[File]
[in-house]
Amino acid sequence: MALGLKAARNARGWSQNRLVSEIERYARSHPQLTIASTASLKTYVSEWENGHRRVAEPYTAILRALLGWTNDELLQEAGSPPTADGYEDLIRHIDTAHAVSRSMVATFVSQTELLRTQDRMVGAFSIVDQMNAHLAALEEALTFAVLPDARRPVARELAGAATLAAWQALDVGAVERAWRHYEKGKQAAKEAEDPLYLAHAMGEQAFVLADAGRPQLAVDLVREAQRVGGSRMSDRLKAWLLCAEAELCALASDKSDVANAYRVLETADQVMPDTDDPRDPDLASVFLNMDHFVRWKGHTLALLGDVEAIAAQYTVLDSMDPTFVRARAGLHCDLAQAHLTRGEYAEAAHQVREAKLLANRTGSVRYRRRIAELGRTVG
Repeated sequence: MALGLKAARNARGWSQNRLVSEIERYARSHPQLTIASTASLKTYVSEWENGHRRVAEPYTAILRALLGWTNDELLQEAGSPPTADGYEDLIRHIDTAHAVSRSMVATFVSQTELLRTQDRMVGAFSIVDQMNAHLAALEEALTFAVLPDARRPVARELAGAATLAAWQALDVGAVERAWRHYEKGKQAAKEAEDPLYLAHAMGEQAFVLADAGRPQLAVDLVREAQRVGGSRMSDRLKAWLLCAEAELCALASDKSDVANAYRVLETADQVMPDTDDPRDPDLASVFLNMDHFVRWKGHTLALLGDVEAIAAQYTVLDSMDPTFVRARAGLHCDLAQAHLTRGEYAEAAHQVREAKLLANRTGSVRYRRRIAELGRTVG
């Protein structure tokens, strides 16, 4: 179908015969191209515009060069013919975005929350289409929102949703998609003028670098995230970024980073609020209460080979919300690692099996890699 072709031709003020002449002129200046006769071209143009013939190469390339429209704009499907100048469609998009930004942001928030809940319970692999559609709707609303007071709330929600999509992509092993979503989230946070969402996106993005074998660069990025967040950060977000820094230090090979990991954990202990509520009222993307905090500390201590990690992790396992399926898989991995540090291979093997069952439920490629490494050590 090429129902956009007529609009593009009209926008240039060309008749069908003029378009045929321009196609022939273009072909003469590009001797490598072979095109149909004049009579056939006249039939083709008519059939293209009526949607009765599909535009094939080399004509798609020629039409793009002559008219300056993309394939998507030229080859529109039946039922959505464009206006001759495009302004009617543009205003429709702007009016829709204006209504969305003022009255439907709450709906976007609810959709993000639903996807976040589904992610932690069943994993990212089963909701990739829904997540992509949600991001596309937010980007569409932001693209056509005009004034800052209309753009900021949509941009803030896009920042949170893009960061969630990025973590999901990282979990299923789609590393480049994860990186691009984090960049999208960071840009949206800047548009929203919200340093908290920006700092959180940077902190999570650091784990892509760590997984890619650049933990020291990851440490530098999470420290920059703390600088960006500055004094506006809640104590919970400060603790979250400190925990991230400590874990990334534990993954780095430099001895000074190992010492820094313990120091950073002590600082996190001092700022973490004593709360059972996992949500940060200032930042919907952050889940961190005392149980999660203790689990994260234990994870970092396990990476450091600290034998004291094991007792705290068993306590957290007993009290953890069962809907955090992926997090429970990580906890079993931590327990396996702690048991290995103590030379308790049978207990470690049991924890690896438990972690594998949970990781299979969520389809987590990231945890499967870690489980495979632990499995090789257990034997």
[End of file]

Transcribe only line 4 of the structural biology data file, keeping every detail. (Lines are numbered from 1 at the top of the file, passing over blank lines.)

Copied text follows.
């Protein structure tokens, strides 16, 4: 179908015969191209515009060069013919975005929350289409929102949703998609003028670098995230970024980073609020209460080979919300690692099996890699 072709031709003020002449002129200046006769071209143009013939190469390339429209704009499907100048469609998009930004942001928030809940319970692999559609709707609303007071709330929600999509992509092993979503989230946070969402996106993005074998660069990025967040950060977000820094230090090979990991954990202990509520009222993307905090500390201590990690992790396992399926898989991995540090291979093997069952439920490629490494050590 090429129902956009007529609009593009009209926008240039060309008749069908003029378009045929321009196609022939273009072909003469590009001797490598072979095109149909004049009579056939006249039939083709008519059939293209009526949607009765599909535009094939080399004509798609020629039409793009002559008219300056993309394939998507030229080859529109039946039922959505464009206006001759495009302004009617543009205003429709702007009016829709204006209504969305003022009255439907709450709906976007609810959709993000639903996807976040589904992610932690069943994993990212089963909701990739829904997540992509949600991001596309937010980007569409932001693209056509005009004034800052209309753009900021949509941009803030896009920042949170893009960061969630990025973590999901990282979990299923789609590393480049994860990186691009984090960049999208960071840009949206800047548009929203919200340093908290920006700092959180940077902190999570650091784990892509760590997984890619650049933990020291990851440490530098999470420290920059703390600088960006500055004094506006809640104590919970400060603790979250400190925990991230400590874990990334534990993954780095430099001895000074190992010492820094313990120091950073002590600082996190001092700022973490004593709360059972996992949500940060200032930042919907952050889940961190005392149980999660203790689990994260234990994870970092396990990476450091600290034998004291094991007792705290068993306590957290007993009290953890069962809907955090992926997090429970990580906890079993931590327990396996702690048991290995103590030379308790049978207990470690049991924890690896438990972690594998949970990781299979969520389809987590990231945890499967870690489980495979632990499995090789257990034997």